This story is delightful in part because it captures how final, inalterable, and complete is the statue’s form—so perfect that any perceived flaw must be a mistaken apprehension. However, close inspection does reveal some deviations. The statue’s hands are noticeably too big, most obviously the right hand—which reminds me of a puppy who has yet to grow into his paws. The figure’s head is also, you will notice, too big for its slender body. Indeed if we saw a flesh-and-blood man who matched this statue’s form, I think we would be more shocked than impressed.

It is also worth noting that the statue is not exactly a convincing representation of the Biblical David. For one, the sling is so de-emphasized—just a barely visible line going over his shoulder and behind his back—that it is easy to overlook completely. And why would David be going into battle completely nude? Besides, it seems downright incongruous to make David, the famous giant-slayer, into a giant himself—a towering muscular warrior. Earlier representations of David, such as Donatello’s, had portrayed him as an impish boy; Michelangelo deviates from this tradition so far in his statue that the story is almost entirely forgotten as we gaze upon the work.

David_collage

Yet, like any work of great art, what would normally be defects become, in Michelangelo’s statue, perfections. Nobody sees that glorious right hand, massively curling around the minuscule sling, and wishes it were otherwise. Nobody sees the towering muscular figure and wishes it were reduced to the stature of a boy. Nobody, in short, wishes the statue were anything other than what it is.

And yet, what is it? And why does this statue make such a deep, lasting impression? It is tempting to consider the David as something like the Venus de Milo, an ideal representation of human form. Yet, as I have pointed out, the statue is not anatomically correct—and quite intentionally so, since Michelangelo was not the man to make such an elementary mistake. And in any case the David’s muscular body, though impressive, does not differentiate it from one hundred other idealized nudes.

The viewer’s eyes can seldom pause on the statue’s torso, however fine, but inevitably stray up to the statue’s face. There we encounter something wholly unlike the serene, placid, empty expression of ancient statues. Rather, we find a face full of character—confident, defiant, supreme. The anonymous perfection of the ancient world—statues which unite the qualities of many into one ideal being—has become the individual perfection of the High Renaissance, the completeness of the single man.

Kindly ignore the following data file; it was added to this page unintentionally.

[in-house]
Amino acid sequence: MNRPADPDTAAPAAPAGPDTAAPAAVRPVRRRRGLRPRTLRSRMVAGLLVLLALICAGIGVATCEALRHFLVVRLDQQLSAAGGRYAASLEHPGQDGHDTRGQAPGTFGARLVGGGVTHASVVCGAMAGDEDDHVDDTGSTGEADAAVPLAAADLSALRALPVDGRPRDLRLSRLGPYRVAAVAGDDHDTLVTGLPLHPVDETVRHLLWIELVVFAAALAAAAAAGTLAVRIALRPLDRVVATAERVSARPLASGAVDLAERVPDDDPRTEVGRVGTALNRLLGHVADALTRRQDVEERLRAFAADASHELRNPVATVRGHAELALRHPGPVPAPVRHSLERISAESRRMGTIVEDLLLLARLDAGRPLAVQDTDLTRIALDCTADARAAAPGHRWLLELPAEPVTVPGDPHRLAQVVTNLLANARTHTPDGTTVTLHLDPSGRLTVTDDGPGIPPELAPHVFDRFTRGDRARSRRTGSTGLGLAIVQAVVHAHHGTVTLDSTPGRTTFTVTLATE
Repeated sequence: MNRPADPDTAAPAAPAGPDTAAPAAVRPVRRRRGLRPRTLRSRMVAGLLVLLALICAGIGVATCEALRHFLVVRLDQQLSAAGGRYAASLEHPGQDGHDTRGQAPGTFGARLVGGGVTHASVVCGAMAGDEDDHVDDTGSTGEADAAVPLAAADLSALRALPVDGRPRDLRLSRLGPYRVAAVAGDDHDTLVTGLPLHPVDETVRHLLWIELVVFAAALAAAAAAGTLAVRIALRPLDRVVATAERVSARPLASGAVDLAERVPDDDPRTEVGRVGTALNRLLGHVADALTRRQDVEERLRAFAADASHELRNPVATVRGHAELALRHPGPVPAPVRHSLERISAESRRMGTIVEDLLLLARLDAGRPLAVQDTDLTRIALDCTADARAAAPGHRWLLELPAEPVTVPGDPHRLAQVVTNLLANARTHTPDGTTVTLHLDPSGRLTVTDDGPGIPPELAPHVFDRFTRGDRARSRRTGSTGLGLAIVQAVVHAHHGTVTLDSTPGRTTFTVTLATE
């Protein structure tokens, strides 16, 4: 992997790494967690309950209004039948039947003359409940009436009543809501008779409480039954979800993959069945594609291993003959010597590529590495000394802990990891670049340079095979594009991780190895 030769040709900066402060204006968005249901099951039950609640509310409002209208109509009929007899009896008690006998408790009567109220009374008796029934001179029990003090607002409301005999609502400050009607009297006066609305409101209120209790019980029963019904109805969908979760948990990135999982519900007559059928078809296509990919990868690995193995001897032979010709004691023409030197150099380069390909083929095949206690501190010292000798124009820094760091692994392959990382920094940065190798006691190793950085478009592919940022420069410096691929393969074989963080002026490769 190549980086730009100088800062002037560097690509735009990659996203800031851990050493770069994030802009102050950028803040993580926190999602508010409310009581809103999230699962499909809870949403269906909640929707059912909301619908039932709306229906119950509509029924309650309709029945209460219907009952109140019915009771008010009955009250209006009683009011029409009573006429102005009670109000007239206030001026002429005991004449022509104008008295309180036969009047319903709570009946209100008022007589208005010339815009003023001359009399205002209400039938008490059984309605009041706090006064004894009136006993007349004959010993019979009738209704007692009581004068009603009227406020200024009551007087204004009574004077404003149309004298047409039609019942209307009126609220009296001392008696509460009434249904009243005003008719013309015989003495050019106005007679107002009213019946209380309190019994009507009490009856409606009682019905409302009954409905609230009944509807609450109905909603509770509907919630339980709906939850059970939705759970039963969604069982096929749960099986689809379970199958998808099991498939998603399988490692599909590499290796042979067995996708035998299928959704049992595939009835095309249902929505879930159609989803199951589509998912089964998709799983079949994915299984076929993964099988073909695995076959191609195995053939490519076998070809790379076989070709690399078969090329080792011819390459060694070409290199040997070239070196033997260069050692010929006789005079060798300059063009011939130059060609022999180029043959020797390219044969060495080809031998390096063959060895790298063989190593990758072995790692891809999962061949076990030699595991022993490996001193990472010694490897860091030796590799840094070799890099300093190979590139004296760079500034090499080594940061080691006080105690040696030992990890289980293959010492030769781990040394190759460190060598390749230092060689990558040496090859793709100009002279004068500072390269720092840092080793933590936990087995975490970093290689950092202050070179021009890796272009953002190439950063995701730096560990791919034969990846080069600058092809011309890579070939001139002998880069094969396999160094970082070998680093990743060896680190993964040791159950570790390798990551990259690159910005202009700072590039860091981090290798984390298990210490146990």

As we are told in countless books, the Renaissance was a time when the mind of Europe shook off its sense of being powerless in the hands of divine forces, and developed a self-confidence in the power of humanity—and more than humanity in general, confidence in a few, select, great men. The ultimate expression of this occurred during the High Renaissance, when eminent artists were not merely regarded as brilliant craftsmen or genius creators, but in the words of Giorgio Vasari “mortal gods,” who strode about the earth like colossi, reshaping unformed chaos into perfect form like God Himself.

Everything about the David bespeaks this sense of power. His stance is the perfect combination of stability and mobility. He is rooted to the spot, and yet his gentle lean shows how easily he may shift himself. (This stance, which looks so natural in the statue, is actually quite difficult to reproduce—I’ve tried.) Even more than his muscles or his stance, however, the statue’s oversized head and hands are what give it the sense of force. For it is exactly these organs—giving us our ability to conceive the world differently, and to manipulate it into our prefered forms—that makes humans special, which makes us into “mortal gods.” The David is thus a symbol of humanity’s ability to subjugate matter to mind, to dominate the world with our will.

It is humbling to learn that Michelangelo completed this statue while he was still in his twenties. The original commission was for a statue to adorn the top of Florence’s cathedral; but since the work is obviously much too big to be hoisted up so high (it took three days to move it just a few blocks), a committee had to decide on a new location. Eventually it was agreed to put it in the plaza outside the Palazzo Vecchio, where it stayed until 1873, when it was finally moved into this museum in order to protect it from the elements. A copy now resides in the square—which, though apparently identical, fails completely to make the same impression as the original. Why this should be so is not something I can easily explain. The slight deviations in form and color are apparently enough to totally rid the statue of its mesmerizing majesty. A master’s touch is not so easily replicated.